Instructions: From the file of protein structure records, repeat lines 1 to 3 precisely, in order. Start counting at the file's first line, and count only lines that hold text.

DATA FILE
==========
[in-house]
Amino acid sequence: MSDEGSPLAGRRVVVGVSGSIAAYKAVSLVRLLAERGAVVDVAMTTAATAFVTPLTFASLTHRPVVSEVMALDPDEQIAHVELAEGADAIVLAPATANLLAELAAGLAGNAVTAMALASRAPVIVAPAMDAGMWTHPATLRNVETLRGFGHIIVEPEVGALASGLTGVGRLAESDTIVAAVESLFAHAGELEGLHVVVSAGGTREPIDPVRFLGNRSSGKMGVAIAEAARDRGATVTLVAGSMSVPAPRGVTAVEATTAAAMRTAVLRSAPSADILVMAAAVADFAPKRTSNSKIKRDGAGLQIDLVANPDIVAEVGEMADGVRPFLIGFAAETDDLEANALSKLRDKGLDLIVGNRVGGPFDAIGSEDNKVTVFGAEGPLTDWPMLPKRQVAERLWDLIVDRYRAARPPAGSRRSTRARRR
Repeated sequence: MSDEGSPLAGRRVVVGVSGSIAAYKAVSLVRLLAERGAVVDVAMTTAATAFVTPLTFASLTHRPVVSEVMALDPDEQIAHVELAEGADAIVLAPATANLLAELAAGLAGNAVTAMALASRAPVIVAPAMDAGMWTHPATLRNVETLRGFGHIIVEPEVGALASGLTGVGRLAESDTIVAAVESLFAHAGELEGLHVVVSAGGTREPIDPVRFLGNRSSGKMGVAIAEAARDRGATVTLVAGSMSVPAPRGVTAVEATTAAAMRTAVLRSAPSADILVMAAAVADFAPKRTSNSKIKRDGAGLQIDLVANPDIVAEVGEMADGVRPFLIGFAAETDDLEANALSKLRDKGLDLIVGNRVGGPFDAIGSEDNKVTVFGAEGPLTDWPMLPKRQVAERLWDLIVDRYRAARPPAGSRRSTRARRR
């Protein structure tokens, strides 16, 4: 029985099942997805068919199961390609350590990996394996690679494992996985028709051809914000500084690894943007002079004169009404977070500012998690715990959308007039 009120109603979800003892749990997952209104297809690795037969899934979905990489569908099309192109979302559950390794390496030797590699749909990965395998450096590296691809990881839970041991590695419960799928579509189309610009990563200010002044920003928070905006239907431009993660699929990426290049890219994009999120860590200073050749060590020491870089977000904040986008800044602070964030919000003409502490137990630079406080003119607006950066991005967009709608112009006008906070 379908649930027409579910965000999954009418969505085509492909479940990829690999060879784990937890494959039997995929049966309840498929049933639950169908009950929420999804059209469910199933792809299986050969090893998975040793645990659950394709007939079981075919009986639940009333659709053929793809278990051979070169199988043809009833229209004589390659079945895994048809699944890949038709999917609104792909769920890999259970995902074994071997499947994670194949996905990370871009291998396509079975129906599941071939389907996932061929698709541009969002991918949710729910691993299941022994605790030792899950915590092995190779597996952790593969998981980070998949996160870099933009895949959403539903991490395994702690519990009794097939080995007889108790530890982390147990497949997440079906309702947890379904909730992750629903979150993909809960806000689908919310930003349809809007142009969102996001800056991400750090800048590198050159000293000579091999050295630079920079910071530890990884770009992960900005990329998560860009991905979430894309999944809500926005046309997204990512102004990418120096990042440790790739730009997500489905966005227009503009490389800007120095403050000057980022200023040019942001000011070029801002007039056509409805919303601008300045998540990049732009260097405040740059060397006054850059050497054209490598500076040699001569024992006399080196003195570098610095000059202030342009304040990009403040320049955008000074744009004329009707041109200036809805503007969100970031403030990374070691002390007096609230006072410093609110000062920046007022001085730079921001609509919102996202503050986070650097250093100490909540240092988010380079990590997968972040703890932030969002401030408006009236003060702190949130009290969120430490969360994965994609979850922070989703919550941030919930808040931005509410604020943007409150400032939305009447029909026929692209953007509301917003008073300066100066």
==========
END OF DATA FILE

[in-house]
Amino acid sequence: MSDEGSPLAGRRVVVGVSGSIAAYKAVSLVRLLAERGAVVDVAMTTAATAFVTPLTFASLTHRPVVSEVMALDPDEQIAHVELAEGADAIVLAPATANLLAELAAGLAGNAVTAMALASRAPVIVAPAMDAGMWTHPATLRNVETLRGFGHIIVEPEVGALASGLTGVGRLAESDTIVAAVESLFAHAGELEGLHVVVSAGGTREPIDPVRFLGNRSSGKMGVAIAEAARDRGATVTLVAGSMSVPAPRGVTAVEATTAAAMRTAVLRSAPSADILVMAAAVADFAPKRTSNSKIKRDGAGLQIDLVANPDIVAEVGEMADGVRPFLIGFAAETDDLEANALSKLRDKGLDLIVGNRVGGPFDAIGSEDNKVTVFGAEGPLTDWPMLPKRQVAERLWDLIVDRYRAARPPAGSRRSTRARRR
Repeated sequence: MSDEGSPLAGRRVVVGVSGSIAAYKAVSLVRLLAERGAVVDVAMTTAATAFVTPLTFASLTHRPVVSEVMALDPDEQIAHVELAEGADAIVLAPATANLLAELAAGLAGNAVTAMALASRAPVIVAPAMDAGMWTHPATLRNVETLRGFGHIIVEPEVGALASGLTGVGRLAESDTIVAAVESLFAHAGELEGLHVVVSAGGTREPIDPVRFLGNRSSGKMGVAIAEAARDRGATVTLVAGSMSVPAPRGVTAVEATTAAAMRTAVLRSAPSADILVMAAAVADFAPKRTSNSKIKRDGAGLQIDLVANPDIVAEVGEMADGVRPFLIGFAAETDDLEANALSKLRDKGLDLIVGNRVGGPFDAIGSEDNKVTVFGAEGPLTDWPMLPKRQVAERLWDLIVDRYRAARPPAGSRRSTRARRR